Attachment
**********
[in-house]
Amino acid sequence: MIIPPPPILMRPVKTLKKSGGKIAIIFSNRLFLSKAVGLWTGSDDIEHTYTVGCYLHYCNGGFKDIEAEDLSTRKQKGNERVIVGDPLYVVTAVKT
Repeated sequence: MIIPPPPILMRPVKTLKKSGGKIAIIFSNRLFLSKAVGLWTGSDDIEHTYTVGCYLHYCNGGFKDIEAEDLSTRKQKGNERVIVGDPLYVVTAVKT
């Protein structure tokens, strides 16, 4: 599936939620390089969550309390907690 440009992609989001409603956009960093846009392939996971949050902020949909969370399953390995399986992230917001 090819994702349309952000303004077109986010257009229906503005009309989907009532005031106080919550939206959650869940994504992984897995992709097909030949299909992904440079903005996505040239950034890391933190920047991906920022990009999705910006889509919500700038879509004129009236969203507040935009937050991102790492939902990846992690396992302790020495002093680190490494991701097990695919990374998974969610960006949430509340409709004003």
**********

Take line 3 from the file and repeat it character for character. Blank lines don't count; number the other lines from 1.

Repeated sequence: MIIPPPPILMRPVKTLKKSGGKIAIIFSNRLFLSKAVGLWTGSDDIEHTYTVGCYLHYCNGGFKDIEAEDLSTRKQKGNERVIVGDPLYVVTAVKT